Danish Cabinet-Maker Furniture

13 May , 2019
Works from the Danish Cabinet-Makers' Guild is a concept of it's own in collectible design. The Cabinet-Makers' Guild began annual exhibitions in 1927 in Copenhagen. The group formed an exhibit showing each year in October the quality furniture made to drawings by gifted architects.  The exhibition took place each year, without interruption, for forty years. A number of successful Danish Design collaborations were formed during this time between cabinetmakers and architects.  

Between the two World Wars, Kaare Klint was perhaps the most influential contributor, after founding his furniture school in 1924 at the Royal Academy of Danish Fine Arts, School of Design.

Ole Wanscher worked with Kaare Klint from 1924 to 1927 and set up his own furniture design studio. He became a leader in Scandinavian Design working with master joiner A.J. Iverson in the 1930's and later Poul Jeppesens Møbelfabrik A/S. He went on to become a professor at the Danish Academy of Art and Design, replacing Kaare Klint after Klint's passing.

 Ole Wanscher Colonial armchair and ottoman.  Poul Jeppesen. Danish Cabinetmakers

Colonial Chair and Ottoman by Ole Wanscher and Poul Jeepesen. In 1960, the Brazilian rosewood version was awarded the Grand Prix at the Milan's triennale.

Niels Vodder
, another Danish Cabintmaker that exhibited almost every year, partnered with architect, interior and industrial designer Finn Juhl. Model NV-48 with Juhl's signature floating back and NV-53, are some of their most popular works, along with the Chieftan Chair.

Niels Vodder Finn Juhl Chairs The Exchange Int

Model NV-48 Finn Juhl by Niels Vodder

Finn Juhl Settee by Niels Vodder The Exchange Int

Model NV-53 Finn Juhl by Niels Vodder

Finn Juhl is credited for bringing Danish Design to America with his interior work for the United Nations and refrigerator designs for General Electric. His first works seen in America were in Georg Jensen's New York store windows. In 1948, he was selected by Edgar Kaufmann Jr., the Museum of Modern Art managing director of the design department, to design the interior settings for the 1951 MOMA exhibit of "Good Design". Carl Auböck, Viggo Boesen, Milo Baughman, Edward Wormley, Peter Hvidt, Florence Knoll, John Van Koert, Stig Lindberg, Raymond Loewy, Paul McCobb, George Nelson, Lucie Rie, T.H. Robsjohn-Gibbings, Russel Wright and Hans Wegner  were also included in the exhibition. The same year Baker Furniture, of Grand Rapids, Michigan introduced the firm's first line of modern furniture "Baker Modern" with productions of Juhl and Vodder's models already fabricated and new models designed for the American market. Juhl's influence carried on into the next generations of Nordic designers with his sculptural and organic forms.

Frits Henningsen, another active member of the guild, was known for his curved handmade furniture that followed the traditional methods of the labor-intensive 19th century cabinetmakers. Henningsen was one of the most mysterious and respected cabinetmakers because of his quality craftsmanship and perfectionist standards.

Original Frits Henningsen Wingback Armchair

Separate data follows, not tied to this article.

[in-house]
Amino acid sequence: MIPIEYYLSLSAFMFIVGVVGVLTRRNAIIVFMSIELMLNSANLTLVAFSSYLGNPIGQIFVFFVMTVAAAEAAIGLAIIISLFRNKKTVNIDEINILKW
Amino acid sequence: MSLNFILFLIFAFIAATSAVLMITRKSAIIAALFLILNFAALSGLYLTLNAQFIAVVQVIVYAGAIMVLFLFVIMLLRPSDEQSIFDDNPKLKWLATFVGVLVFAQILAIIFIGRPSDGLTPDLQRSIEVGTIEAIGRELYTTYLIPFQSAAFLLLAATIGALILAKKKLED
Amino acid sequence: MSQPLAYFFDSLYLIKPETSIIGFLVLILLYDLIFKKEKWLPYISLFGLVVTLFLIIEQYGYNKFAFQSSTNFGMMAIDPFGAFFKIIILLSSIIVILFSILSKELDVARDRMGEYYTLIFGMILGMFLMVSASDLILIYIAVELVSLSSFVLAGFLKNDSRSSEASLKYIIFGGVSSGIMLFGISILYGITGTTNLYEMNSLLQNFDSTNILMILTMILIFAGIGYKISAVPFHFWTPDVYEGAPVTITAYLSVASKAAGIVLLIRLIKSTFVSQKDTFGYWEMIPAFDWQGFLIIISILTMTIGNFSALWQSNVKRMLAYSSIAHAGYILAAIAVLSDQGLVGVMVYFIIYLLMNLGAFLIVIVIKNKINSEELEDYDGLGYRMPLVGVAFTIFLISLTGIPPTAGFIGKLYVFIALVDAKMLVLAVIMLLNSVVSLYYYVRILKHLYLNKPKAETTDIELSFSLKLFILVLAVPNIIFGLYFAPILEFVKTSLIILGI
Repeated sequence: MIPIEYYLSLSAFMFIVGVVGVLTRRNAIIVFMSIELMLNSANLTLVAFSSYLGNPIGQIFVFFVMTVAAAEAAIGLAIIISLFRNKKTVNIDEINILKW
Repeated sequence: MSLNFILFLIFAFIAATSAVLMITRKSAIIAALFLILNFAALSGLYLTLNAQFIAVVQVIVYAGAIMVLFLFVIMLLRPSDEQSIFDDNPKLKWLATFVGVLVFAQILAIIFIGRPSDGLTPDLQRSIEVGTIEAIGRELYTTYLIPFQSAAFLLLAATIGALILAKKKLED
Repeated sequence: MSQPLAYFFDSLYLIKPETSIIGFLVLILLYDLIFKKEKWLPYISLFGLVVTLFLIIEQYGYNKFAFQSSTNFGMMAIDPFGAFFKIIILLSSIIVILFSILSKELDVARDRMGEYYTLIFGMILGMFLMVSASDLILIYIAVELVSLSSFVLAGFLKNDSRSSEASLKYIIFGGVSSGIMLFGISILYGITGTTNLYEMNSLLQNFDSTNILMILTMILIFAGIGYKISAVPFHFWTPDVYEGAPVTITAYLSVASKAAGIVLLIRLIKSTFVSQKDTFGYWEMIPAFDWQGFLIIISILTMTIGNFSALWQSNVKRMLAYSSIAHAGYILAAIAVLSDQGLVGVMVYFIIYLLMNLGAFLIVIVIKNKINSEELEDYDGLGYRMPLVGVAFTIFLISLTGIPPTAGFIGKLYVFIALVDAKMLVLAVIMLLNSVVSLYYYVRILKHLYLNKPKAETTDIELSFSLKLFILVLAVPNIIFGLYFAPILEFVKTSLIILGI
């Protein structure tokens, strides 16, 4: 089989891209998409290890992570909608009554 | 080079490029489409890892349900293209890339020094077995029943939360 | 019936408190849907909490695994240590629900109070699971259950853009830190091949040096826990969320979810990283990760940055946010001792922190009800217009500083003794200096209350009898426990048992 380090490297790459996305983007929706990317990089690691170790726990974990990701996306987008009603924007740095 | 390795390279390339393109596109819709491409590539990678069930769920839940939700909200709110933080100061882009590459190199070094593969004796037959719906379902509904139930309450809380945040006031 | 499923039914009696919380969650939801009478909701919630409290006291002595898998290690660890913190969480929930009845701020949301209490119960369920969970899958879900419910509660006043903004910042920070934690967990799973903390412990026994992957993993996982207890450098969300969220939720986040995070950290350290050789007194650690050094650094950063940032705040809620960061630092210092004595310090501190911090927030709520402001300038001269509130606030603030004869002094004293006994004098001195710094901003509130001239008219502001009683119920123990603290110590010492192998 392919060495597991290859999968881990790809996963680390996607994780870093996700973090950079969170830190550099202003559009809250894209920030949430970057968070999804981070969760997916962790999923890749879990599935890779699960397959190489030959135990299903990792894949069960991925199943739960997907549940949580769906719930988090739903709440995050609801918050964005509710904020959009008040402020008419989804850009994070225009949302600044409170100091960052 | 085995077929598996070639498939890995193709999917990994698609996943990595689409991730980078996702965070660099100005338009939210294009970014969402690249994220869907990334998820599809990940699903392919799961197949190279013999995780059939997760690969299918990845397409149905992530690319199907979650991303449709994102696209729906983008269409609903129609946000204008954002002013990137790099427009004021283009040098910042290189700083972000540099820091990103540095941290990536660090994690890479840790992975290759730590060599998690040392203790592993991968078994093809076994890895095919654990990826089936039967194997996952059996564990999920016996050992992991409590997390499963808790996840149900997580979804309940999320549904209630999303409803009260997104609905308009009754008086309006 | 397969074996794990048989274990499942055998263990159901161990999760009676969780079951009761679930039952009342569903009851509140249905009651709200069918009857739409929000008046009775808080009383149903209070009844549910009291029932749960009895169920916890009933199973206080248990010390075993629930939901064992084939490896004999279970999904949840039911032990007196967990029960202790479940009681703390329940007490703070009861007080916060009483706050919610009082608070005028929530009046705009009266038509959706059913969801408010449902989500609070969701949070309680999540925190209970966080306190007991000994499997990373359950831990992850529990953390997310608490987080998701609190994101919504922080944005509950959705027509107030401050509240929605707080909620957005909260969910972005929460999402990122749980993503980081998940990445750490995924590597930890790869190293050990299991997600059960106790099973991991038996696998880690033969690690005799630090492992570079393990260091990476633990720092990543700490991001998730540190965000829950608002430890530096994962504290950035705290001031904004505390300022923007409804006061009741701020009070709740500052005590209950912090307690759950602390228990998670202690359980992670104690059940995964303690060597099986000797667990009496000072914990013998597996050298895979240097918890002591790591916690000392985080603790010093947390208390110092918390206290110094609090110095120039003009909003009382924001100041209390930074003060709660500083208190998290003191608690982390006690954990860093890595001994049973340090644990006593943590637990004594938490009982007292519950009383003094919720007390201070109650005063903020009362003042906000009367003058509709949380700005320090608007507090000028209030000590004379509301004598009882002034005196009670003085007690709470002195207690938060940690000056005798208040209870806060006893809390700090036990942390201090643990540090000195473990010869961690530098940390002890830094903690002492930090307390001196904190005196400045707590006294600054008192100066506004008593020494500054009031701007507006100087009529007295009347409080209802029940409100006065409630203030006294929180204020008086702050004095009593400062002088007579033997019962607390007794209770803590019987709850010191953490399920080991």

Wingback Chair by Frits Henningsen, circa 1940's

Arne Jacobsen, most likely the most celebrated Danish designer, studied architecture at the Royal Academy of Danish Fine Arts. He is credited with  introducing Modernism to Denmark and was influenced by Le Corbusier and Ludwig Mies van der Rohe. The SAS Air Terminal and Royal Hotel (1956-1960) in Copenhagen was his most extensive architectural project. Every detail was designed by Jacobsen including the building, lighting, flatware, textiles, ashtrays,  furniture and the airport buses. His iconic 'Egg' and 'Swan' chairs were specifically designed for The Royal Hotel.

Arne Jacobsen Egg Chair and Ottoman The Exchange Int

Egg Chair and Ottoman for Fritz Hansen

Arne Jacobsen AJ Flatware Aton Michelsen Silverware The Exchange Int

Arne Jacobsen AJ Flatware Aton Michelsen Silverware, circa 1957

Early Arne Jacobsen Swan Chairs for Fritz Hansen

Swan Chairs by Arne Jacobsen for Fritz Hansen, circa 1957

After a number of years under Jacobsen, Hans Wegner started his own firm with Børge Mogensen. He became the master of chair design with over 100 that went into production and was celebrated as the leading Scandinavian designer. Many of his practical and comfortable designs define mid-20th century modern seating. Sharing many principals of prior Danish Cabinetmakers, he felt chairs should be sturdy and special attention was given to joinery. Two of his larger scale works the 'Ox chair' and 'Papa Bear chair" were originally made by A.P. Stolen but only for a few short years due to technical complexities.  Wegner strived to make wood come alive and give spirituality to his works. Manufactured by Getama, Fritz Hansen, Andreas Tuck, Carl Hansen & Søn and PP Møbler to be alive, simple and genuine as possible.

Hans J. Wegner China Chairs for Fritz Hansen The Exchange Int

Hans J. Wegner China Chairs for Fritz Hansen, circa 1944


Hans Wegner Chair and Ottoman, Model AP-27 The Exchange Int

Hans J. Wegner 'Mama Bear chair' and ottoman by A.P. Stolen, circa 1950's

In 1978 the cabinet-makers entered into a collaboration with "Den Permanente" with Grete Jalk as the architect. Jalk had previously apprenticed as a cabinetmaker and was a student of Kaare Klint at Royal Academy of Danish Fine Arts. She graduated in 1946 and opened her own studio in 1953. Her designs focused on re-working traditional furniture designs with curves and "hidden" joins. Jalk also designed wallpaper, textiles, jewelry for Georg Jensen and authored 40 Years of Danish Furniture Design, a 4 volume set.

The Danish Cabinetmakers focused on minimalist design executed by expertly skilled craftsmen.

Danish Furniture Makers Quality Control Label. The Exchange Int.

 Danish Funiture Makers Quality Control Label


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